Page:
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Setup an Android development environment on Ubuntu

Recently I’ve been involved in a project for developing an Android smartphone application. This is a new working field for me as I had never developed applications for mobile devices before. So it requires an important extra effort on my side (tons of things to learn). As I always do when I find myself turned into a newbie I’ve started to read documentation… and I’ve setup my development environment. For doing the setup I’ve followed the instructions found here. In theory it is an easy process. In practice it can be a little bit complicated so I decided to write this post. The setup described in this post has been tested on my Kubuntu Oneiric laptop.

First of all I’ve installed the openJDK implementation of the Java6 SDK:

$ sudo apt-get install openjdk

Other Java implementations have been discarded due to different reasons:

  • Java7 is not supported by Android
  • Java Oracle packages are not available on Ubuntu Oneiric official/partner repositories
  • the GNU Java compiler is not compatible with the Eclipse IDE so it is not an option if you plan to develop with Eclipse

The recommended IDE for developing Android applications is Eclipse because there is a plugin for integrating the Android SDK with it. The Ubuntu Eclipse package uses openJDK by default but it depends on the GNU Java compiler which, as I said, is not compatible with the Android SDK so I don’t now if it is a good idea to install Eclipse from the Ubuntu repos. Just in case I’ve downloaded Eclipse Classic (the version recommended by Android) from its website and installed it on the /opt/ folder. Installing Eclipse is trivial, just untar it and add the eclipse folder to your PATH.

Next I’ve installed the Android SDK Starter Package under /opt/. Again, the installation is trivial, just untar the package and add the android-sdk-yourplatform/tools and android-sdk-yourplatform/platform-tools folders to your PATH.

Once the Starter Package is installed one should execute the command

$ android &

which launches the Android SDK Manager, a tool included in the Starter Package. It is a graphical program, with a simple UI, that allows you to setup your SDK by downloading the essential packages for your development environment. In my case I’ve installed the following packages:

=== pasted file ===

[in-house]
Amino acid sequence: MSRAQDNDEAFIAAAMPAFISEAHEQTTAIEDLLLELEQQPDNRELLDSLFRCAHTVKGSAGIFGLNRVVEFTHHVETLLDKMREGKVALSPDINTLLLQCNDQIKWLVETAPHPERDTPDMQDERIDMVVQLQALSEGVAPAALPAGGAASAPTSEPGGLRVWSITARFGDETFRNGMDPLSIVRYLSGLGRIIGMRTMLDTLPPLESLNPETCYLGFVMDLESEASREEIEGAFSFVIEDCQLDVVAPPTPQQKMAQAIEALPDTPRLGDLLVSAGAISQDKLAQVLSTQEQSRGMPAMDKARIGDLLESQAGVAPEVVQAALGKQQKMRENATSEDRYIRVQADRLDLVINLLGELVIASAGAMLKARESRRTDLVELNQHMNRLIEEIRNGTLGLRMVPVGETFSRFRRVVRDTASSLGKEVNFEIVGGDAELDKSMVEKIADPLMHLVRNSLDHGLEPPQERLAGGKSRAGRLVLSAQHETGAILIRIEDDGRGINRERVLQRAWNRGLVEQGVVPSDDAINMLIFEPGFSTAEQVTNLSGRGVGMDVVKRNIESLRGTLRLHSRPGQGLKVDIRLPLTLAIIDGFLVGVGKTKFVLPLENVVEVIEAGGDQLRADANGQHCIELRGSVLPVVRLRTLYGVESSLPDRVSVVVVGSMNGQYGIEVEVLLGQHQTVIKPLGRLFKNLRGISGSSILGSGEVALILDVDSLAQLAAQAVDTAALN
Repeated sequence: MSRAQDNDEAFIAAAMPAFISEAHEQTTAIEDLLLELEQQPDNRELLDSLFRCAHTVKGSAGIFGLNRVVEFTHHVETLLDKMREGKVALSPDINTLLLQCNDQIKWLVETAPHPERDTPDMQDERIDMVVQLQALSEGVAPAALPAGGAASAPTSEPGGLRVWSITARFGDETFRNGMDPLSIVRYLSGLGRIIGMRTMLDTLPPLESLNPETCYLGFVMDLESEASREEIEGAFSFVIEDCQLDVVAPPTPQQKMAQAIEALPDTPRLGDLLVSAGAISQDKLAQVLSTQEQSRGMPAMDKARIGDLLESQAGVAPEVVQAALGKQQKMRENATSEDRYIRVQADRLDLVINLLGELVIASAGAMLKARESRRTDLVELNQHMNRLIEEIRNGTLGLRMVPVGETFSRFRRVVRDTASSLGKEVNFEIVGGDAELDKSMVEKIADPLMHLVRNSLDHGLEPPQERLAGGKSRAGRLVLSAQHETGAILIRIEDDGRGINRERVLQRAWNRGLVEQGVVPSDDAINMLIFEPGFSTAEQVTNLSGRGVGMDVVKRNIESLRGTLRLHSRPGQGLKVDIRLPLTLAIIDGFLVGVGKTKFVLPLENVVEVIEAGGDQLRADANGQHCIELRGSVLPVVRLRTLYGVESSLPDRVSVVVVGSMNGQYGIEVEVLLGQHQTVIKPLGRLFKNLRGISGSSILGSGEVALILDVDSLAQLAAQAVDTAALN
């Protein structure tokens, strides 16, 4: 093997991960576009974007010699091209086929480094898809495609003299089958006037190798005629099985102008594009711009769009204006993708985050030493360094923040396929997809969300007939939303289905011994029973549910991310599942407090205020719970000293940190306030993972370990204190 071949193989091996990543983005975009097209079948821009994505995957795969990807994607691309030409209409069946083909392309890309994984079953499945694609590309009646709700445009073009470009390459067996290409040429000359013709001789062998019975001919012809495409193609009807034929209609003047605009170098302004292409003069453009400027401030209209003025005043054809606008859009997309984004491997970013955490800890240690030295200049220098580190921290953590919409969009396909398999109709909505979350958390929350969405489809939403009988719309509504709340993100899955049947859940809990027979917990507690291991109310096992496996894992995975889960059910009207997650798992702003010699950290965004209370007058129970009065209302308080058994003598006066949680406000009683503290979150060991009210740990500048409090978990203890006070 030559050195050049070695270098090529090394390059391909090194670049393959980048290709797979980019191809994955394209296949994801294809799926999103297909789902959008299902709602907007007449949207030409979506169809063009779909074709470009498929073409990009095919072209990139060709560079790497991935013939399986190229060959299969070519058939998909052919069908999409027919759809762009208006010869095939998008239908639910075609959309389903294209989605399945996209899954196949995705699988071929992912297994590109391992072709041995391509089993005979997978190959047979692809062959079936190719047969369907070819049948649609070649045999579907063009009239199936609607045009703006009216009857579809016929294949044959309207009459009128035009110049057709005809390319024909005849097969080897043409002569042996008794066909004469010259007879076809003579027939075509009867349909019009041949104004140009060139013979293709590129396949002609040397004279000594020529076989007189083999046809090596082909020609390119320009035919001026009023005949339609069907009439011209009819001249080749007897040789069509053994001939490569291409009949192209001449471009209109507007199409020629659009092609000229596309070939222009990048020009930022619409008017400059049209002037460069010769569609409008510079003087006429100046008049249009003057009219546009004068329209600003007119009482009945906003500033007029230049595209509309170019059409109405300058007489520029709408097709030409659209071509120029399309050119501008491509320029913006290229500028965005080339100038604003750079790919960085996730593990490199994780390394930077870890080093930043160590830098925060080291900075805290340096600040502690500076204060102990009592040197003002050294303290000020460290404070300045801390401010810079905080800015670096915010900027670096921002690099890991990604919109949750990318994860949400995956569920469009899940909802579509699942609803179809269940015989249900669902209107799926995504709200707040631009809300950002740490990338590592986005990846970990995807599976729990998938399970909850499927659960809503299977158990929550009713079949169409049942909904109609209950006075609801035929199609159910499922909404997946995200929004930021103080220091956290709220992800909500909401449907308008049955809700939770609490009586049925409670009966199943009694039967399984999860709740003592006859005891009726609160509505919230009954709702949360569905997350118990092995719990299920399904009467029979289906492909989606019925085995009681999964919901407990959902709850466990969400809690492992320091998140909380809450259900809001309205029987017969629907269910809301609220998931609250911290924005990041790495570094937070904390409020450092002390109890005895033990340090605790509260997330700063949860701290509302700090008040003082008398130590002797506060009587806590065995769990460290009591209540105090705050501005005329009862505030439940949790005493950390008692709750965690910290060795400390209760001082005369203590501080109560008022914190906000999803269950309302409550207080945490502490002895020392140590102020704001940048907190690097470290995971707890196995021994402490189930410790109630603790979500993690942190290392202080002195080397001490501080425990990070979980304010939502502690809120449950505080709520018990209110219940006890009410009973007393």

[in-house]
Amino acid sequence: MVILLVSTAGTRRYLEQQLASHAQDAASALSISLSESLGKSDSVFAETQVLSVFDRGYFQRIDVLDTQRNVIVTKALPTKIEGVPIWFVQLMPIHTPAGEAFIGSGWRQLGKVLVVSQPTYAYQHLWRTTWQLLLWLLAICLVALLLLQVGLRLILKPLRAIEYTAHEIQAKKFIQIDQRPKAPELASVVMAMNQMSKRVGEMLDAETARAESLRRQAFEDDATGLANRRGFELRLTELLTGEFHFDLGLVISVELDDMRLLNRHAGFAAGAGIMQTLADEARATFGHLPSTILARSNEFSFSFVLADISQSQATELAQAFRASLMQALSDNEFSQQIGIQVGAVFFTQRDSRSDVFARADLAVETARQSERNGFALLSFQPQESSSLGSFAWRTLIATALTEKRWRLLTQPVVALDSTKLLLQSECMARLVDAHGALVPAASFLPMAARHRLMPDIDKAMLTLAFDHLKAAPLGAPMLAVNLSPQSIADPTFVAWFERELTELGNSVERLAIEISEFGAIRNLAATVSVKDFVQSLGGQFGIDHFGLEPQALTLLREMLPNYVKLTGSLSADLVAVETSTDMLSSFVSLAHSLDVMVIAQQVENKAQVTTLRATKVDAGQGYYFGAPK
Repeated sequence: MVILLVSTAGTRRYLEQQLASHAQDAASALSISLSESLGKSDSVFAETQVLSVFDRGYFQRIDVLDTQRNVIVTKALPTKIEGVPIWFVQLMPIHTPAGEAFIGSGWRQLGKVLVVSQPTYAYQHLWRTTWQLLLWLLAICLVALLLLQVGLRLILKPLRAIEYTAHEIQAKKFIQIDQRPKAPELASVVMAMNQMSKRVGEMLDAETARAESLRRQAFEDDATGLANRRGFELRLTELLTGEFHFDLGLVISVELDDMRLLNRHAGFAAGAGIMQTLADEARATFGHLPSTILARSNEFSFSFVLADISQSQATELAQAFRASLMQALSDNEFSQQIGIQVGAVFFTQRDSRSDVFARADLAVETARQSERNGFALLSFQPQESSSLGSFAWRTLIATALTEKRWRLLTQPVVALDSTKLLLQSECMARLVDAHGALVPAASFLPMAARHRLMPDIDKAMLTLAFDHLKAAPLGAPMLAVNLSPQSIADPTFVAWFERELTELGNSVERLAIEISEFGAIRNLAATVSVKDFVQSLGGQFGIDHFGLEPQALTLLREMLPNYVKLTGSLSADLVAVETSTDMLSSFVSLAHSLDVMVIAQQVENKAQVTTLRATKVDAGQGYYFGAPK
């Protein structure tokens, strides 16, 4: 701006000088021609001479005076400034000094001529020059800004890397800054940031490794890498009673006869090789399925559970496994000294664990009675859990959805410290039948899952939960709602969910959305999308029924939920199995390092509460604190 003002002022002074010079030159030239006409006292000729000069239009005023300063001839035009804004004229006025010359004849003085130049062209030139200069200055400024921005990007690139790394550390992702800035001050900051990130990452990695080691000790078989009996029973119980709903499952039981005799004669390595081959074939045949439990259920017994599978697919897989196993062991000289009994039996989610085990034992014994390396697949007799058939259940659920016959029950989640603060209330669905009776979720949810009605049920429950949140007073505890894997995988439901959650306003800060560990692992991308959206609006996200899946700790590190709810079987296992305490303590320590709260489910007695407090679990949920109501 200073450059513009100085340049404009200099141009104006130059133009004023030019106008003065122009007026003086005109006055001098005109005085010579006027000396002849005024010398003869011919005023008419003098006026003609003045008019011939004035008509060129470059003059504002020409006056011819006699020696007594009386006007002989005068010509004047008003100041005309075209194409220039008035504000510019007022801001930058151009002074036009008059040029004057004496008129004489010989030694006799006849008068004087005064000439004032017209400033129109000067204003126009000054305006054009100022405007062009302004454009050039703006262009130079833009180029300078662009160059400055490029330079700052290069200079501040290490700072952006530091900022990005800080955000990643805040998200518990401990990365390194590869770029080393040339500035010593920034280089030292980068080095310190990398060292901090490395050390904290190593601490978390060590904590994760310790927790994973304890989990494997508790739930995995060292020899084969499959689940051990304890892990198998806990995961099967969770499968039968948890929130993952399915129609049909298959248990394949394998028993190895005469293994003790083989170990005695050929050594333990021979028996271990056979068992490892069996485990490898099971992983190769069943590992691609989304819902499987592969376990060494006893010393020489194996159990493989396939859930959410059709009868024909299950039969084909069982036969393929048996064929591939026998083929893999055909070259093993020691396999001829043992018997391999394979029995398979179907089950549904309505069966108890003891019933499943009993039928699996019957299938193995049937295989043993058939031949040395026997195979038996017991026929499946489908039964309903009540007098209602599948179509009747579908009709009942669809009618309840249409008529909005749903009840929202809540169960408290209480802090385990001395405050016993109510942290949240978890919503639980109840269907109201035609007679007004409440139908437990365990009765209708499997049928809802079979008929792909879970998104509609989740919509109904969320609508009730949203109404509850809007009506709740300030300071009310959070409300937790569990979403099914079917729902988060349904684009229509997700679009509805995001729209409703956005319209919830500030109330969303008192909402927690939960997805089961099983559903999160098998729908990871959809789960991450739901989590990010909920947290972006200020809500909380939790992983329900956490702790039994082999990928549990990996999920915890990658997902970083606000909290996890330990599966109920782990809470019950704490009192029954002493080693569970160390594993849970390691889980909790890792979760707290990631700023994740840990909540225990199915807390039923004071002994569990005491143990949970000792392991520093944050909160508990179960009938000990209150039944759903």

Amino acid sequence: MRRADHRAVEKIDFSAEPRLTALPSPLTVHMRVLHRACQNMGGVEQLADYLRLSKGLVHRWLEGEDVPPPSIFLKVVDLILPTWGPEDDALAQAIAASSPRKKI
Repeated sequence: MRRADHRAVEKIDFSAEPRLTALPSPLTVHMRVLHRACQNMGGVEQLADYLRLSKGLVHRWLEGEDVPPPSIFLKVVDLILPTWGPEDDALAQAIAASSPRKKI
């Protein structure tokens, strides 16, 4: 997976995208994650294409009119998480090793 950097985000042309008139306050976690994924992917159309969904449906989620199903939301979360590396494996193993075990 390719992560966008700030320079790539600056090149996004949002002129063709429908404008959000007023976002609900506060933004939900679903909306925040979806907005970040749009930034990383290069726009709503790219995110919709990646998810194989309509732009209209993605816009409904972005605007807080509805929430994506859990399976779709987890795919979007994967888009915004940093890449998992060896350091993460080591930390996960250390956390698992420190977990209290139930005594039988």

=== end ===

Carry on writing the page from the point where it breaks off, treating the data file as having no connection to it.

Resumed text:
• SDK Tools (latest version is required)
  • SDK Platform-tools (latest version is required)
  • SDK Platform (latest one is recommended)
  • Documentation for Android SDK

Additional packages that I’ve installed include the Google API, SDK Samples and the sources for Android SDK.

If you plan to publish your application, you will want to download additional SDK platforms corresponding to the Android platform versions on which you want the application to run.

Downloading those packages is sometimes a very slow process. If this problem hits you just cancel the installation and try again later (it is a simple workaround but it worked for me).

The last step is to install the Android Development Tool plugin for Eclipse. It must be done using the Update Manager feature of Eclipse as described here. The plugin configuration is very easy, just follow the wizard steps. At the end you will have an Android toolbar on your Eclipse main window. This new toolbar will contain buttons for launching the Android SDK Manager, managing Android Virtual Devices, etc.

Using this plugin is not mandatory but it seems to be highly recommended. If you don’t want to use it then you aren’t forced to use the Eclipse IDE.

That’s all. Now I’ve to see how it works and decide if I like it or I prefer to look for alternative environments. If you’re writing Android apps with a different development environment (for instance, not using Eclipse or not using an IDE at all) please, leave a comment.

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  1. July 30, 2012 at 7:44 pm

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